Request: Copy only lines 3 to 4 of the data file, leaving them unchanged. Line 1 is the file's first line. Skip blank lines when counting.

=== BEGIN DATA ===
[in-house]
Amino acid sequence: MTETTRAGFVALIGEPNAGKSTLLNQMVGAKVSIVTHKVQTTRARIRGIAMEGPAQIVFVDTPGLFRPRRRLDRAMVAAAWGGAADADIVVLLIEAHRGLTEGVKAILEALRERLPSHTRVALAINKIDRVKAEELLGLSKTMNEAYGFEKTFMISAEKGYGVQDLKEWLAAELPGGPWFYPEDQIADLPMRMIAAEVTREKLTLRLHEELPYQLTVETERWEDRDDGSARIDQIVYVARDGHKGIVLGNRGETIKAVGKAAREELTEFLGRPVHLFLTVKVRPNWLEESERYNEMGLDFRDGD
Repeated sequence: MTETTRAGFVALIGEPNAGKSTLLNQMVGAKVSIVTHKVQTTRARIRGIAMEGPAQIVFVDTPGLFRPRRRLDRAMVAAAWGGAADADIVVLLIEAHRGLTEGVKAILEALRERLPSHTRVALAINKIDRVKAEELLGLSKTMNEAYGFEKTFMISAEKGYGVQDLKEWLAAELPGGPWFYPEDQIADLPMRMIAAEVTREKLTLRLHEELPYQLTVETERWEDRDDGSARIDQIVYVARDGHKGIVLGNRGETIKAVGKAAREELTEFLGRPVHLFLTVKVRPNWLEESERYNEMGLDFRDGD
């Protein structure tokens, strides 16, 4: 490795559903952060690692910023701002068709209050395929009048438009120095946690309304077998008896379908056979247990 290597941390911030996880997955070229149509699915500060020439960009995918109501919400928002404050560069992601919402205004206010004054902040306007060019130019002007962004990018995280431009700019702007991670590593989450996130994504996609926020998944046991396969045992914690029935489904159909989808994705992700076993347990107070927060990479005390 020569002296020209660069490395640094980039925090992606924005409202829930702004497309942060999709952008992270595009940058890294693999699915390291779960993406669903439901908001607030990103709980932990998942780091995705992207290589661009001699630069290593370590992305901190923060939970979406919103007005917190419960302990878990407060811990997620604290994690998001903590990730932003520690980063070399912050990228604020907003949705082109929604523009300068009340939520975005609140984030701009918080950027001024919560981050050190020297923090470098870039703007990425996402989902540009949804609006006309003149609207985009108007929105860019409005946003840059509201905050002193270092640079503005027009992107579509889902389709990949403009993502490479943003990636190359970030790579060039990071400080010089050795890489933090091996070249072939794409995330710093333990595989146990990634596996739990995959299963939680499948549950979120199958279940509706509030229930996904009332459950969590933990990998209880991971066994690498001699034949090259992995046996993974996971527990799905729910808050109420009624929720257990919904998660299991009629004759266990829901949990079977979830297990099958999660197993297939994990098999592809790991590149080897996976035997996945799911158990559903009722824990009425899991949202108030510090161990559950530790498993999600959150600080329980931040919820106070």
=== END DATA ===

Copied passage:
Repeated sequence: MTETTRAGFVALIGEPNAGKSTLLNQMVGAKVSIVTHKVQTTRARIRGIAMEGPAQIVFVDTPGLFRPRRRLDRAMVAAAWGGAADADIVVLLIEAHRGLTEGVKAILEALRERLPSHTRVALAINKIDRVKAEELLGLSKTMNEAYGFEKTFMISAEKGYGVQDLKEWLAAELPGGPWFYPEDQIADLPMRMIAAEVTREKLTLRLHEELPYQLTVETERWEDRDDGSARIDQIVYVARDGHKGIVLGNRGETIKAVGKAAREELTEFLGRPVHLFLTVKVRPNWLEESERYNEMGLDFRDGD
């Protein structure tokens, strides 16, 4: 490795559903952060690692910023701002068709209050395929009048438009120095946690309304077998008896379908056979247990 290597941390911030996880997955070229149509699915500060020439960009995918109501919400928002404050560069992601919402205004206010004054902040306007060019130019002007962004990018995280431009700019702007991670590593989450996130994504996609926020998944046991396969045992914690029935489904159909989808994705992700076993347990107070927060990479005390 020569002296020209660069490395640094980039925090992606924005409202829930702004497309942060999709952008992270595009940058890294693999699915390291779960993406669903439901908001607030990103709980932990998942780091995705992207290589661009001699630069290593370590992305901190923060939970979406919103007005917190419960302990878990407060811990997620604290994690998001903590990730932003520690980063070399912050990228604020907003949705082109929604523009300068009340939520975005609140984030701009918080950027001024919560981050050190020297923090470098870039703007990425996402989902540009949804609006006309003149609207985009108007929105860019409005946003840059509201905050002193270092640079503005027009992107579509889902389709990949403009993502490479943003990636190359970030790579060039990071400080010089050795890489933090091996070249072939794409995330710093333990595989146990990634596996739990995959299963939680499948549950979120199958279940509706509030229930996904009332459950969590933990990998209880991971066994690498001699034949090259992995046996993974996971527990799905729910808050109420009624929720257990919904998660299991009629004759266990829901949990079977979830297990099958999660197993297939994990098999592809790991590149080897996976035997996945799911158990559903009722824990009425899991949202108030510090161990559950530790498993999600959150600080329980931040919820106070």